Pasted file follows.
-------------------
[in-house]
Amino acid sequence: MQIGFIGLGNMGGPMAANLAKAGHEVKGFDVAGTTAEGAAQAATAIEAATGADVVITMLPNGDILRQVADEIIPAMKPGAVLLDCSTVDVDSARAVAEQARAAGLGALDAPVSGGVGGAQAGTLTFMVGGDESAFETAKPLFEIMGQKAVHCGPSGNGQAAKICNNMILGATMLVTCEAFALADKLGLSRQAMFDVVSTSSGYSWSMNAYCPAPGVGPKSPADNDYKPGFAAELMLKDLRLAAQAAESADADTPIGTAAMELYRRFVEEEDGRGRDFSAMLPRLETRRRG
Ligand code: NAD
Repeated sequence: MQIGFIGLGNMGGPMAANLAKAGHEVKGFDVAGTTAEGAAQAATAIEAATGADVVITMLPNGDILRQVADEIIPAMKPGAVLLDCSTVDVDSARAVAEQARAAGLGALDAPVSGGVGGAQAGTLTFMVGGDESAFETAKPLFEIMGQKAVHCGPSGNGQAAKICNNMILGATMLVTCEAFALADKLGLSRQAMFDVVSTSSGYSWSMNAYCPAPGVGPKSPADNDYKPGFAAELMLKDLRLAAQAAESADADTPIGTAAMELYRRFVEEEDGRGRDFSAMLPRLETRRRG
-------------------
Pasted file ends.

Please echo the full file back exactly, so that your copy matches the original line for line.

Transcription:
[in-house]
Amino acid sequence: MQIGFIGLGNMGGPMAANLAKAGHEVKGFDVAGTTAEGAAQAATAIEAATGADVVITMLPNGDILRQVADEIIPAMKPGAVLLDCSTVDVDSARAVAEQARAAGLGALDAPVSGGVGGAQAGTLTFMVGGDESAFETAKPLFEIMGQKAVHCGPSGNGQAAKICNNMILGATMLVTCEAFALADKLGLSRQAMFDVVSTSSGYSWSMNAYCPAPGVGPKSPADNDYKPGFAAELMLKDLRLAAQAAESADADTPIGTAAMELYRRFVEEEDGRGRDFSAMLPRLETRRRG
Ligand code: NAD
Repeated sequence: MQIGFIGLGNMGGPMAANLAKAGHEVKGFDVAGTTAEGAAQAATAIEAATGADVVITMLPNGDILRQVADEIIPAMKPGAVLLDCSTVDVDSARAVAEQARAAGLGALDAPVSGGVGGAQAGTLTFMVGGDESAFETAKPLFEIMGQKAVHCGPSGNGQAAKICNNMILGATMLVTCEAFALADKLGLSRQAMFDVVSTSSGYSWSMNAYCPAPGVGPKSPADNDYKPGFAAELMLKDLRLAAQAAESADADTPIGTAAMELYRRFVEEEDGRGRDFSAMLPRLETRRRG